What are your strengths?TRAPS: This question seems like a softball lob, but be prepared. You don't want tocome across as egotistical or arrogant. Neither is this a time to be humble. BEST ANSWER: You know that your key strategy is to first uncover your interviewer'sgreatest wants and needs before you answer questions. And from Question 1, you knowhow to do this.Prior to any interview, you should have a list mentally prepared of your greateststrengths. You should also have, a specific example or two, which illustrates eachstrength, an example chosen from your most recent and most impressive achievements.You should, have this list of your greatest strengths and corresponding examples fromyour achievements so well committed to memory that you can recite them cold after being shaken awake at 2:30AM.Then, once you uncover your interviewer's greatest wants and needs, you can choosethose achievements from your list that best match up.As a general guideline, the 10 most desirable traits that all employers love to see in their employees are:1. A proven track record as an achiever... especially if your achievements match upwith the employer's greatest wants and needs. 2. Intelligence...management "savvy".3. Honesty...integrity...a decent human being.4. Good fit with corporate culture...someone to feel comfortable with...a team player who meshes well with interviewer's team.5. Likeability...positive attitude...sense of humor.6. Good communication skills.7. Dedication...willingness to walk the extra mile to achieve excellence.8. Definiteness of purpose...clear goals.9. Enthusiasm...high level of motivation.10. Confident...healthy...a leader Interview Questions Where do you see yourself five years from now?TRAPS: One reason interviewers ask this question is to see if youre settling for this position, using it merely as a stopover until something better comes along. Or they could be trying to gauge your level of ambition.If youre too specific, i.e., naming the promotions you someday hope to win, youll sound presumptuous. If youre too vague, youll seem rudderless. BEST ANSWER: Reassure your interviewer that youre looking to make a long-termcommitmentthat this position entails exactly what youre looking to do and what youdo extremely well. As for your future, you believe that if you perform each job at handwith excellence, future opportunities will take care of themselves. Example: I am definitely interested in making a long-term commitment to my next position. Judging by what youve told me about this position, its exactly what Imlooking for and what I am very well qualified to do. In terms of my future career path,Im confident that if I do my work with excellence, opportunities will inevitable open upfor me. Its always been that way in my career, and Im confident Ill have similar opportunities here. Describe your ideal company, location and job.TRAPS: This is often asked by an experienced interviewer who thinks you may beoverqualified, but knows better than to show his hand by posing his objection directly.So hell use this question instead, which often gets a candidate to reveal that, indeed, heor she is looking for something other than the position at hand. BEST ANSWER: The only right answer is to describe what this company is offering, being sure to make your answer believable with specific reasons, stated with sincerity,why each quality represented by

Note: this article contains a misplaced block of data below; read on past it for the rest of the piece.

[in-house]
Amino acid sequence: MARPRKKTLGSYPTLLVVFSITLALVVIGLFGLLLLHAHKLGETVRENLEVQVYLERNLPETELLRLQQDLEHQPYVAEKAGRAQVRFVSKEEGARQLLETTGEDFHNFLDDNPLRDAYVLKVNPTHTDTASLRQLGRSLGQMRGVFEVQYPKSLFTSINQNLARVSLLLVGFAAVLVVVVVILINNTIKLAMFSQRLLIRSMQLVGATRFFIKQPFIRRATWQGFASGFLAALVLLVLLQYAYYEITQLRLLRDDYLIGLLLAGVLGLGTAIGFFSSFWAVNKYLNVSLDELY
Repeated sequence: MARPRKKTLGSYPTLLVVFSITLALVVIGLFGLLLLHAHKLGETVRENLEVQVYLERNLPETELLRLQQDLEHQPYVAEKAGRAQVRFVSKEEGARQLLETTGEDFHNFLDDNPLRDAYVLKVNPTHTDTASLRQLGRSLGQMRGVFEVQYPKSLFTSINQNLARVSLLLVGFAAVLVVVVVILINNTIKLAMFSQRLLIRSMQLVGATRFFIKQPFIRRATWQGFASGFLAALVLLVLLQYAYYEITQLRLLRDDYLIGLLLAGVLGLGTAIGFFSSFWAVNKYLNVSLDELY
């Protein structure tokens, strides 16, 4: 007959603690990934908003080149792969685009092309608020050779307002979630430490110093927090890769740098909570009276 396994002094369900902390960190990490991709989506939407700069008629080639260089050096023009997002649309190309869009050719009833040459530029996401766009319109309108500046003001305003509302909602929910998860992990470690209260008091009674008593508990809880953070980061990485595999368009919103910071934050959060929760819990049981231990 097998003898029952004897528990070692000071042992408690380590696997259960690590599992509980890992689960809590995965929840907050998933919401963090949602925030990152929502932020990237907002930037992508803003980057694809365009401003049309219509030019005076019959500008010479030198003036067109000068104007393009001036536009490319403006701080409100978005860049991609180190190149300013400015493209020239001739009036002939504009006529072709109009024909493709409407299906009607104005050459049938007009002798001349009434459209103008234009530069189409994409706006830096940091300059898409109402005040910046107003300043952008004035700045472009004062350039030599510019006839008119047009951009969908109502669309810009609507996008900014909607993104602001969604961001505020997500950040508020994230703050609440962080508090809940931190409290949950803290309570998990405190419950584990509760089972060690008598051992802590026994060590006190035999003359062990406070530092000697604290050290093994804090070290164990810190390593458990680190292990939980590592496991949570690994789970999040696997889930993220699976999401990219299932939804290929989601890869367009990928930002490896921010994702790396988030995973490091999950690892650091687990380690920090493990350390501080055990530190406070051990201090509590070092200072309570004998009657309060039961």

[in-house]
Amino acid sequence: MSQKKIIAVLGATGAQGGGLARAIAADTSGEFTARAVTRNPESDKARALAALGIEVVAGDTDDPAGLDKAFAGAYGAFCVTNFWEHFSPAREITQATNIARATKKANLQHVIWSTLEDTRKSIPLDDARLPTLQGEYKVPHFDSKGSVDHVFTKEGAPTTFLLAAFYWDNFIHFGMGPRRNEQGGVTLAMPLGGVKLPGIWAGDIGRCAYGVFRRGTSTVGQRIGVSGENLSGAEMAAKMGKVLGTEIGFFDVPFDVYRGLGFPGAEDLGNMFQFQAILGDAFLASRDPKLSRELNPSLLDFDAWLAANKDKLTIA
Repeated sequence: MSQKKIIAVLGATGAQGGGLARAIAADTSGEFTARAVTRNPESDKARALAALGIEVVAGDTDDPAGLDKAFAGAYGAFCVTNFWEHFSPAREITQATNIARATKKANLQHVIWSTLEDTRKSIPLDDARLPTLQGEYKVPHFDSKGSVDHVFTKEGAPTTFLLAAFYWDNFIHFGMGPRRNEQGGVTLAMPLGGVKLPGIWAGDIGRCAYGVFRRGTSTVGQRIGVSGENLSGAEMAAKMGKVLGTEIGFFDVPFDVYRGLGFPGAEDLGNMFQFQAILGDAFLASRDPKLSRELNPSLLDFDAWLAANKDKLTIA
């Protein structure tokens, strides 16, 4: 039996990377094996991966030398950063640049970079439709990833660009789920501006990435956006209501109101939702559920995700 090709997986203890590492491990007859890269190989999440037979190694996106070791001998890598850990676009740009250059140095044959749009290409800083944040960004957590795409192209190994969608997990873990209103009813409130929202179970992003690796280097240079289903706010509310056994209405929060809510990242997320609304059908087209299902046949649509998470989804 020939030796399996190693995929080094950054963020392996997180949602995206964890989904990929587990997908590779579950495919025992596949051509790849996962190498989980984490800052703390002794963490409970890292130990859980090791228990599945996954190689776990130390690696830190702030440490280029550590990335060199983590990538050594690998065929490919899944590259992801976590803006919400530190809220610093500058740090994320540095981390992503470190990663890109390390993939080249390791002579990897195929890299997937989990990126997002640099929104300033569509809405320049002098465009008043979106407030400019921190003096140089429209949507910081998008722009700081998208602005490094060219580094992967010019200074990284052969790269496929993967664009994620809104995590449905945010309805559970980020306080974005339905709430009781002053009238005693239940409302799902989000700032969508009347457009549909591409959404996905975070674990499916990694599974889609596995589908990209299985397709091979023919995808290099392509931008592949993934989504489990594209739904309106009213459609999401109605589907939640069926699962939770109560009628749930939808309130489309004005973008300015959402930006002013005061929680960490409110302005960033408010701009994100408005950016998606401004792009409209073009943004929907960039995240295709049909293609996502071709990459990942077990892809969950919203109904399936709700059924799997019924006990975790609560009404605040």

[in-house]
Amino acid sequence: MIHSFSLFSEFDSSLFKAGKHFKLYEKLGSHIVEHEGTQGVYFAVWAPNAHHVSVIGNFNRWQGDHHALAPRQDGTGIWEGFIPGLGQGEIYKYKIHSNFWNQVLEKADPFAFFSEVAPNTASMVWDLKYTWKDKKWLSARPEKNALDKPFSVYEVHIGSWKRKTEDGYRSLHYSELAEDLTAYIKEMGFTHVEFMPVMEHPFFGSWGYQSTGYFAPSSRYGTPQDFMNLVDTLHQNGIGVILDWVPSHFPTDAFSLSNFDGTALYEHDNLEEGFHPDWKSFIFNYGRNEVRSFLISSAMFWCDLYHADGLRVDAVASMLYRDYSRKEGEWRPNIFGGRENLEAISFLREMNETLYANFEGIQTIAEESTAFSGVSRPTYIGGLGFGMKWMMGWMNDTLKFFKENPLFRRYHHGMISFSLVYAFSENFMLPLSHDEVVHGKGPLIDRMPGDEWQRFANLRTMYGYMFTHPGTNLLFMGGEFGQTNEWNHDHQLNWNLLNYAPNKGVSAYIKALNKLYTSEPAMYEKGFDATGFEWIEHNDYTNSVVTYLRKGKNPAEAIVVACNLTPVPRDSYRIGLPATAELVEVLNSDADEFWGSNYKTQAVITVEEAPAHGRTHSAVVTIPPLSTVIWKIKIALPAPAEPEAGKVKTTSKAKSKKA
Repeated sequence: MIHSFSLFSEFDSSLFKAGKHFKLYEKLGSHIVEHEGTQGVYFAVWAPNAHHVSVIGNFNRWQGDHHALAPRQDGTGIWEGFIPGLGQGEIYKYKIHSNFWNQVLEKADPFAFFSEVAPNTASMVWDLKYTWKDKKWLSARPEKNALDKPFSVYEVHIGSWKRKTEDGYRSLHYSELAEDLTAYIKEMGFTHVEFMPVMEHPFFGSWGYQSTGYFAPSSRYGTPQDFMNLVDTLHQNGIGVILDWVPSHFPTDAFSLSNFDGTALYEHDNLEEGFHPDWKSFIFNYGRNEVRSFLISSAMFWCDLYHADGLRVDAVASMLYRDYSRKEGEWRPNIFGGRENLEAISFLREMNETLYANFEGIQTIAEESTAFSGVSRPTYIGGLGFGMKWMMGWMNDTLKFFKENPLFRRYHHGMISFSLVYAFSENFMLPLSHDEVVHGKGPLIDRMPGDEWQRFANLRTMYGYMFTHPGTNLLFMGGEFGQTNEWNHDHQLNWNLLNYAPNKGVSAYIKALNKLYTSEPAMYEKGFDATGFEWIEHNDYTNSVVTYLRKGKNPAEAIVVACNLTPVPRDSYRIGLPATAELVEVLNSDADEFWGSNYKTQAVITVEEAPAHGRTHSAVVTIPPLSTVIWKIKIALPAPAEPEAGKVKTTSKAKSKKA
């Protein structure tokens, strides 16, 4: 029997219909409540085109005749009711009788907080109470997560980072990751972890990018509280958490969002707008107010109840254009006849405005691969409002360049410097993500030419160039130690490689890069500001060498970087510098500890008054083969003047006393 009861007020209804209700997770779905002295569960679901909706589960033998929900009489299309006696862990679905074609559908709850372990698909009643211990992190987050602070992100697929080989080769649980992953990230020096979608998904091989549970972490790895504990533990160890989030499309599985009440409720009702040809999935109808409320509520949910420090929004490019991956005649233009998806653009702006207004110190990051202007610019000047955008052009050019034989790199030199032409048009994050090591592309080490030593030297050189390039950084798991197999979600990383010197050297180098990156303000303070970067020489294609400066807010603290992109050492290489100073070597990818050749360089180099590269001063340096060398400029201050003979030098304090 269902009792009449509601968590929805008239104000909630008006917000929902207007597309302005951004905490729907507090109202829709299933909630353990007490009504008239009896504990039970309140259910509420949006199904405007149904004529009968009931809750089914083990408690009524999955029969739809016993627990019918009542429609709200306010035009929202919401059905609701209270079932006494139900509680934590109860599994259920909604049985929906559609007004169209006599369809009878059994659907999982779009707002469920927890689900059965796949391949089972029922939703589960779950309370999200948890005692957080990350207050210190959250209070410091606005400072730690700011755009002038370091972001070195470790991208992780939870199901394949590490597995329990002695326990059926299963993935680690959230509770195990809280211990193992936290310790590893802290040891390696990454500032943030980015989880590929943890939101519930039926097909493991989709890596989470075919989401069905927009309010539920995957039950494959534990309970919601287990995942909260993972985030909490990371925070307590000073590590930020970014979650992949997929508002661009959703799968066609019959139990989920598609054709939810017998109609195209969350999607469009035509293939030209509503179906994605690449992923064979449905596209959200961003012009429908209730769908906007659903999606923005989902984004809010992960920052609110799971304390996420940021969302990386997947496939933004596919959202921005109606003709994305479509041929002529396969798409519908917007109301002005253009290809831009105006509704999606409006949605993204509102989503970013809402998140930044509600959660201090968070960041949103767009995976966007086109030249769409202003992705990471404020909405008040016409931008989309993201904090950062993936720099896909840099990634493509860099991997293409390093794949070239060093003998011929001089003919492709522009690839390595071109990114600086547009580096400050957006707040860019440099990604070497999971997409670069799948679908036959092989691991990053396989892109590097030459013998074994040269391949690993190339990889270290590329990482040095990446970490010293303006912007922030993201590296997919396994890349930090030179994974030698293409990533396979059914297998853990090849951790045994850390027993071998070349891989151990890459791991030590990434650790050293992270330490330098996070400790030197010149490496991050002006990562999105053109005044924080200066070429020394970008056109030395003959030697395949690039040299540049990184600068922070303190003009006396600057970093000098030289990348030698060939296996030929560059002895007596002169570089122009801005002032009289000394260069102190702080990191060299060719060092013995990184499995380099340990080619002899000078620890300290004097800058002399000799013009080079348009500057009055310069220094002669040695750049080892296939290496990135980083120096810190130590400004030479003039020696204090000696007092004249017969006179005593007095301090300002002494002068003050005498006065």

this opportunity is attractive to you.Remember that if youre coming from a company thats the leader in its field or from aglamorous or much admired company, industry, city or position, your interviewer and hiscompany may well have an Avis complex. That is, they may feel a bit defensive about being second best to the place youre coming from, worried that you may consider them bush league.This anxiety could well be there even though youve done nothing to inspire it. You mustgo out of your way to assuage such anxiety, even if its not expressed, by putting their virtues high on the list of exactly what youre looking for, providing credible reason for wanting these qualities. 2. Typographical, grammatical or spelling errors. These errors suggestcarelessness, poor education and/or lack of intelligence. Have at least two people proofread your resume. Don't rely on a computer's spell-checkers or grammarcheckers. 3. Hard to read. A poorly typed or copied resume looks unprofessional. Use acomputer. Use a plain typeface, no smaller than a 12-point font. Asterisks, bullets,underlining, boldface type and italics should be used only to make the documenteasier to read, not fancier. Again, ask a professional's opinion. 4. Too verbose (using too many words to say too little). Do not use completesentences or paragraphs. Say as much as possible with as few words as possible.A, an and the can almost always be left out. Be careful in your use of jargon andavoid slang. 5. Too sparse. Give more than the bare essentials, especially when describingrelated work experience, skills, accomplishments, activities, interests and clubmemberships that will give employers desired information. Including membershipin the Society of Women Engineers, for example, would be helpful to employerswho wish to hire more women, yet cannot ask for that information. 6. Irrelevant information. Customize each resume to each position you seek (when possible). Of course, include all education and work experience, but emphasizeonly relevant experience, skills, accomplishments, activities and hobbies. Do notinclude marital status, age, sex, children, height, weight, health, churchmembership, etc. 7. Obviously generic. Too many resumes scream, "I need a jobany job!" Theemployer needs to feel that you are interested in that position with that company. 8. Toosnazzy. Of course, use good quality bond paper, but avoid exotic types,colored paper, photographs, binders and graphics. More and more companies arescanning resumes into a database, so use white paper, black ink, plain type, andavoid symbols, underlining or italics. 9. Boring. Make your resume as dynamic as possible. Begin every statement with anaction verb. Use active verbs, describing what you accomplished on the job. Don'twrite what someone else told you to do; write what you did. Take advantage of your rich vocabulary and avoid repeating words, especially the first word in a